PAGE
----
Arctic vs Antarctica

As two of the most secluded and least travelled areas on this planet, not many people know a lot about the Arctic and Antarctica.

At least that much is certain: Our North and South Poles are truly remarkable places and show once again how diverse and full of unique extremes our beautiful planet earth is.

Yes, there are also some similarities between the two icy regions, the most obvious one probably being the freezing cold temperatures. However, the Arctic and Antarctica are quite literally polar opposites and differ in many ways. Let us have a closer look at these so you will never mix up the two areas again!

A little disclaimer before we get started with the main differences between the Arctic and Antarctica: Only one of them is actually considered a continent! Can you guess which one?

Continent vs ocean

The answer is Antarctica! Located at the South Pole, Antarctica is our fifth largest continent and nearly double the size of Australia. It is covered by a massive ice cap, rimmed with sea ice, and surrounded by the Southern Ocean. Due to the incredibly thick ice sheets, Antarctica is also the world’s highest and driest continent!

On the other hand, the Arctic is not considered a continent but an ocean. It is covered by a permanent thin layer of sea ice and surrounded by the land of the eight countries that are within the Arctic region. These countries are namely Iceland, Norway, Sweden, Finland, Denmark (Greenland), Russia, the United States (Alaska), and Canada.

On another note: With about 14.2 million to 14.5 million square kilometres, the Antarctic and Arctic are actually not that much different in size!

North vs South Pole

The Arctic is based on our earth’s North Pole, whereas the Antarctic is located at the South Pole. The Arctic region is less secluded due to its connection to Europe, North America, and Asia. Therefore it’s not only inhabited by polar bears but also by people who learned to deal with the freezing cold temperatures. On the other hand, the Antarctic was the last of our seven continents to be discovered by humans in 1820. Why the delay? Mostly due to its extreme remoteness and lack of natural land connections to other continents!

The best time to visit Antarctica is between October and April (austral summer). A visit to the Arctic though would be ideal during May and September (boreal summer).

People vs people

Eight different countries are (partly) located in the Arctic region, and people have mastered life up there! Humans have actually lived in the Arctic for thousands of years and adapted their lifestyles to the extremely harsh conditions. Not so much on the Arctic’s polar opposite! Since humans set foot on Antarctic ice only about 200 years ago, no one has ever lived there long-term. While there is no human population on that continent, there are more than sixty research stations in Antarctica where people live seasonally.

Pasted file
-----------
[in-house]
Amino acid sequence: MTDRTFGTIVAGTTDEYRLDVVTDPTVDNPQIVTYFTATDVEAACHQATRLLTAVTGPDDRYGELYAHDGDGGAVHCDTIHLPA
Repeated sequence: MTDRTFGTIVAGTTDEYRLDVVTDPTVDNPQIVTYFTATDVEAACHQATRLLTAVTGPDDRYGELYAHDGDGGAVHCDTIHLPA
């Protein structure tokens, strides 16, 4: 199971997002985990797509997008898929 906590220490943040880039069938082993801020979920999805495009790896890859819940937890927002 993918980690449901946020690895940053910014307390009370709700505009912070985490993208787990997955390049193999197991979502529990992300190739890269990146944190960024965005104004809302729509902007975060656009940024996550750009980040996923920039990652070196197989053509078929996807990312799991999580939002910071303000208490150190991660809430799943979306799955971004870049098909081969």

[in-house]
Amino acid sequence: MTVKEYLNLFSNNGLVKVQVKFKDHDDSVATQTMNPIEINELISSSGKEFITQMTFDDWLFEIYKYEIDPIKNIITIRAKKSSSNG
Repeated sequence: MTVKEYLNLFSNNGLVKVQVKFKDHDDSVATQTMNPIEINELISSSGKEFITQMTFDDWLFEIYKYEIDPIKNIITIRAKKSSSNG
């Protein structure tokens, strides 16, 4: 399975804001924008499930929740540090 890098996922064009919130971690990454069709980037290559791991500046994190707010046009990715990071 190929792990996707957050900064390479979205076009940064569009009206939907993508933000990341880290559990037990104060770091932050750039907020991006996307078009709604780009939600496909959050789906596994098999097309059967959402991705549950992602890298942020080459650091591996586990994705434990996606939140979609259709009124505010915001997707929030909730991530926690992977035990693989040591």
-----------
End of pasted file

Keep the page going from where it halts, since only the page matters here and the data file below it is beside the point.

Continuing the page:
Bonus fun fact: Antarctica is not a country but is governed collectively under the Antarctic Treaty. While no one owns the continent, New Zealand, Australia, Chile, Argentina, France, Norway, and the United Kingdom all claim parts of it.

Cold vs colder

As you can probably imagine, temperatures in the Arctic and Antarctic are rather chilly. But who’s winning the contest for ‘Coldest Pole on Earth’? The answer is definitely the South Pole, thus Antarctica! This is mainly due to the way larger ice sheets, and the strong winds that are blowing down there.

While the average summer temperature in Antarctica is a crisp -28°C (-18°F), the coldest temperature ever recorded there was a mind-blowing -93.3°C (-135.9°F)!

This makes the Arctic look almost tropical in comparison with a barely freezing average summer temperature of 0°C (-32°F)! The coldest temperature ever recorded there was in Greenland and set the record of -69.6°C (-93.3°F).

Penguin vs polar bear

Polar bears and penguins have never bumped into each other before in their natural habitat! How come, considering they both like the cold and icy polar regions? Polar Bears only exist in the Arctic, whereas penguins are home to the Antarctic. So they’re living on different sides of the world and would only meet if held in captivity.

While polar bears and penguins are probably the main reason tourists love to explore the polar regions, there is plenty more wildlife to discover!

In comparison, Antarctica has little diversity in terrestrial life due to the extreme weather conditions and its isolation. But the continent does score points for its exceptional marine species! Whales, seals, penguins, fish, and orca are just a few of the fascinating species that don’t mind the more than freezing conditions at the South Pole.

The Arctic however has even more diverse wildlife to offer as the temperatures allow more species to thrive. The Arctic Tundra and its permafrost let plants grow and offer a home to a range of animals. Besides Polar Bears, the Arctic is home to arctic foxes and hares, the Musk ox, reindeer, caribou, wolves, and lemmings.

Now that you have learned where you can find polar bears and penguins, don’t you want to have a look at them yourselves?

Join us on one of our adventurous trips to the polar regions and explore the unique areas yourself! Enjoy the breathtaking scenery of the Arctic or explore the stunning Antarctic peninsula on one of our vessels. Check out our website for some inspiration, choose from a range of itineraries and let our team help you plan your dream trip!

Author: Bente Bruhnken